November 8, 2022

The National Science Foundation (NSF) has selected Nazanin Bassiri-Gharb, the Harris Saunders Jr. Chair and Professor in the George W. Woodruff School of Mechanical Engineering (with a courtesy appointment with the School of Materials Science and Engineering), to serve as program director in its Division of Materials Research (DMR) within the Directorate for the Mathematical and Physical Sciences (MPS).

During her appointment, which began on Sept. 26, Bassiri-Gharb will oversee the Ceramics program within the division. As a program manager, she will be in charge of the merit review process for the Ceramics program, and support fundamental research in ceramics – e.g., carbides, oxides, nitrides, and borides, glass-ceramics, inorganic glasses, ceramic-based composites, and inorganic carbon-based materials – and set new directions for the development of new ceramic materials.

“I am honored and excited to serve the community in this new role at NSF. NSF has been one of the major funding sources for my own research, and I know first-hand the foundational role it has in supporting young investigators and initiating their careers,” said Bassiri-Gharb.

The NSF's mission is to promote the progress of science and advance the health, prosperity, and welfare of the Nation. The DMR invests in the discovery, prediction, and design of new advanced materials and their related properties, as well as in the development of the next generation of materials scientists, which includes increasing the pathways for participation by underrepresented minorities. The development and deployment of advanced materials are major drivers of U.S. economic growth.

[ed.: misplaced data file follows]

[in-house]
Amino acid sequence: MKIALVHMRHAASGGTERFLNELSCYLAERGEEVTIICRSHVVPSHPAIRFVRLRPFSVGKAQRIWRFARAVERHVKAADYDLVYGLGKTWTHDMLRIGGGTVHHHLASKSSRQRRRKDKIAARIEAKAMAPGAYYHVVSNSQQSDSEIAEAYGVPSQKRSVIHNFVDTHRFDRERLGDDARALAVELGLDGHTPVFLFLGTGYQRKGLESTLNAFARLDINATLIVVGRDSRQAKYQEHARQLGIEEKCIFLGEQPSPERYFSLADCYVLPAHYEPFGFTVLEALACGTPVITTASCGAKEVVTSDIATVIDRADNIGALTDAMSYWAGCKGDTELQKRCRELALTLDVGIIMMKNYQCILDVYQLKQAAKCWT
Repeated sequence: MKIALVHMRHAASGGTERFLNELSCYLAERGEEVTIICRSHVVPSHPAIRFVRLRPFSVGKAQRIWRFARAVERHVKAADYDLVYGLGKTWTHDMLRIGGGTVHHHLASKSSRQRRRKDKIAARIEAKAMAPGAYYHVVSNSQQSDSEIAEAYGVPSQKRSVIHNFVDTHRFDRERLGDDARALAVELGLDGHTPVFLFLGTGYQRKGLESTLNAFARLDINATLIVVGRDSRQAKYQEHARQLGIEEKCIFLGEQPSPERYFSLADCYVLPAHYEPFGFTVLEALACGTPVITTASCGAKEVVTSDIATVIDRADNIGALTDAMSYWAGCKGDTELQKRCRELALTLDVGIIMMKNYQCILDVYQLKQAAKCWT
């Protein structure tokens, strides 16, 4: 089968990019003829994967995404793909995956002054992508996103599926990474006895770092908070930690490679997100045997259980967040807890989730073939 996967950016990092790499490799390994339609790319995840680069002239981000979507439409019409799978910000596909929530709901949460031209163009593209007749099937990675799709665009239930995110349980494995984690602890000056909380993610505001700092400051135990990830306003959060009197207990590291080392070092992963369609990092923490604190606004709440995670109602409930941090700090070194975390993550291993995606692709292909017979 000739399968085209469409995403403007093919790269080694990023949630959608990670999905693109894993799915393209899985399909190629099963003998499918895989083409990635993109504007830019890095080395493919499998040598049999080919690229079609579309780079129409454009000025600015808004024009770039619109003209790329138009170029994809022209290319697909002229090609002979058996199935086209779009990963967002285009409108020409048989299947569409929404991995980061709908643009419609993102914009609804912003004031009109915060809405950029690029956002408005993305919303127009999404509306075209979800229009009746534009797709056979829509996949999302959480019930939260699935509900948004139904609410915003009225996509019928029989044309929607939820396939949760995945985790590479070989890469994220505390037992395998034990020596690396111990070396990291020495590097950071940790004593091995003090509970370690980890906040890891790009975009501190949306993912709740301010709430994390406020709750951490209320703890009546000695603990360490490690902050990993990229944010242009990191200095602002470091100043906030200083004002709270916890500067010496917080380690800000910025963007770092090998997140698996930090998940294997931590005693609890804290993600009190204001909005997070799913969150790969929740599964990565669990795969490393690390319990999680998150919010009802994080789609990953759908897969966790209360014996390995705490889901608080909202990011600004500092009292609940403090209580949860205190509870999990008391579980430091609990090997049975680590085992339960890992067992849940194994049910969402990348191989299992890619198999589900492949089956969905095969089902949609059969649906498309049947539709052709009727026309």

“NSF and DMR programs, specifically, offer a unique opportunity to broaden participation in materials science and engineering, and are well known for their inclusive excellence,” added Bassiri-Gharb.

Bassiri-Gharb joined the Georgia Tech faculty in 2007. Her research interests are in functional materials and most prominently ferroelectric, antiferroelectric, piezoelectric, and electro-chemo-mechanically active materials for applications to sensors, actuators, and transducers; and machine learning approaches for interpretation of the physical phenomena at the nanoscale, as probed by scanning probe microscopy-based techniques. She has published over 75 peer-reviewed manuscripts and presented over 50 plenary, keynote, and invited talks on these topics. She was a senior research R&D engineer at QUALCOMM MEMS Research and Innovation Center in Silicon Valley, prior to joining Georgia Tech. In 2014 she held a joint-faculty appointment at the Oak Ridge National Laboratory with the Center for Nanophase Materials Sciences. 

At Georgia Tech, Bassiri-Gharb has chaired the Micro and Nano Engineering research area group in the Woodruff School, serves on the Advisory Board of the Materials Characterization Facility, and has been the Chair of the Institute’s Faculty Status and Grievance Committee from 2020 to 2022. She is currently a member of the Technical Advisory Board of Frore Systems (a Silicon Valley start-up) and the President of the IEEE Council on Radio Frequency Identification (2021-2023). She has also served as the President of the IEEE Ultrasonics, Ferroelectrics, and Frequency Control Society, IEEE UFFC-S (2018-2019). She is a Fellow of the American Institute for Medical and Biological Engineering, an ELATES (Executive Leadership in Academic Technology, Engineering, and Science) Fellow, 2020-2022, and a past recipient of the IEEE UFFC-S Ferroelectrics Young Investigator Award and National Science Foundation CAREER award.